Kawasaki, Suzuki, Honda and Yamaha join forces to research and develop hydrogen-powered engines
Japan’s Ministry of Economy, Trade and Industry grants approval to Japanese automakers to form a technological research association for developing hydrogen-powered engines for small mobility purposes.
Kawasaki Motors, Suzuki Motor Corporation, Honda Motor Co and Yamaha Motor Co have jointly announced today that they have received approval from Japan’s Ministry of Economy, Trade and Industry (METI) to form a technological research association called HySE (Hydrogen Small mobility & Engine technology) for developing hydrogen-powered engines for small mobility.
HYSE has outlined the main R&D areas and the role of each company. Honda will undertake research on the model-based development of hydrogen-powered engines, Suzuki will conduct the element study on functionality, performance, and reliability of the hydrogen-powered engines, while Yamaha and Kawasaki will carry out hands-on research using real hydrogen-powered engines on their functionality, performance, and reliability.
Furthermore, Yamaha will also study the requirements for a hydrogen refueling system and hydrogen tanks for small mobility, while Kawasaki Motors will study the auxiliary equipment required for a fuel supply system and tanks, and the equipment installed between the fuel tank and the injector.
In addition to these four full members, Kawasaki Heavy Industries and Toyota Motor Corporation support the association as special members. Kawasaki Heavy Industries, being one of the main organisers of the ‘CO2-free Hydrogen Energy Supply-chain Technology Research Association’ (HySTRA), will drive forward HySE’s activities, based on the knowledge gained from its activities for HySTRA. Toyota, on the other hand, will assume the role of leveraging HySE’s research results to the maximum benefit for the development of hydrogen-powered engines, utilizing its know-how on experiments, analyses, and the designing of large hydrogen-fuelled power units for four-wheel vehicles.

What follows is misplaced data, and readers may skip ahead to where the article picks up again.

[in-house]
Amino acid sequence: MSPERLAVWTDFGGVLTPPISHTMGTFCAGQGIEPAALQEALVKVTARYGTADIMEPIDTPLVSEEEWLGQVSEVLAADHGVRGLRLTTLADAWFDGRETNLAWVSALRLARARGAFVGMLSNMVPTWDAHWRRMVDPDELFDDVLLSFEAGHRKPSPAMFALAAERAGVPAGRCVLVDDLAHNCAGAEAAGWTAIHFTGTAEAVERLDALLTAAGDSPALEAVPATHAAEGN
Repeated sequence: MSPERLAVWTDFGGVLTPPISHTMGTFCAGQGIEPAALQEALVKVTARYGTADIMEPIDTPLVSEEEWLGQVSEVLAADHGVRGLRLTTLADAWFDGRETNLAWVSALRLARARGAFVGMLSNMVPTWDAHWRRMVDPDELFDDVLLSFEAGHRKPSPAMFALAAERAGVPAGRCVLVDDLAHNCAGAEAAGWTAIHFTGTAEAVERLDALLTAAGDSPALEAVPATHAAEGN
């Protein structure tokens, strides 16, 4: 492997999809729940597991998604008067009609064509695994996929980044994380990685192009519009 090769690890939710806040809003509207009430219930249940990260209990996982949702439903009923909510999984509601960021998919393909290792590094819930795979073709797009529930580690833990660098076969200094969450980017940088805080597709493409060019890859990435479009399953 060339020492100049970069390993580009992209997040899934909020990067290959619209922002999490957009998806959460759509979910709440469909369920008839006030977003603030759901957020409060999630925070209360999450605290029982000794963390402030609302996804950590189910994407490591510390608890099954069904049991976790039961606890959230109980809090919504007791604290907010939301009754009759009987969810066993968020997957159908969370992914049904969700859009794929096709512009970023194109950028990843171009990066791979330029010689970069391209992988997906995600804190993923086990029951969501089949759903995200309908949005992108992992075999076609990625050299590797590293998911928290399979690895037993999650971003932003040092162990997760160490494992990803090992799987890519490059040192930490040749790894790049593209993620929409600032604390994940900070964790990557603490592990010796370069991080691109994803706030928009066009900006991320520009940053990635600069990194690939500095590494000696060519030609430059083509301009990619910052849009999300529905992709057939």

To realise a decarbonised society, a multi-pathway strategy to address various issues in the mobility sector is necessary, rather than focusing on a single energy source. Against this backdrop, research and development targeted at commercialisation of mobility with engines powered by hydrogen－deemed a next-generation energy source－is gaining momentum.
However, the use of hydrogen poses technical challenges, including fast flame speed and a large region of ignition, which often result in unstable combustion, and the limited fuel tank capacity in case of use in small mobility vehicles. In addressing these issues, the members of HySE say they “are committed to conducting fundamental research, capitalizing on their wealth of expertise and technologies in developing gasoline-powered engines, and aim to work together with the joint mission of establishing a design standard for small mobility’s hydrogen-powered engine, and of advancing the fundamental research endeavours in this area.”
The Japanese automaker quartet plan to “continue to deepen their collaborative relations in order to provide a variety of small mobility options to users and meet their diverse needs, thereby contributing to the realization of a decarbonised society.”
Kenji Komatsu, Chairman nominee of HySE and Executive Officer of Technical Research & Development Center, Yamaha Motor Co, said: “We are extremely pleased to announce the planned formation of the association. There are many challenges in the development of hydrogen-powered engines, but we hope to see the association’s activities advance the fundamental research in order to meet those challenges. We are committed to this endeavour with a sense of mission to preserve the use of internal combustion engines, which epitomize the long-time efforts that our predecessors have invested.”
Lead image: Representational logos of four HySE companies
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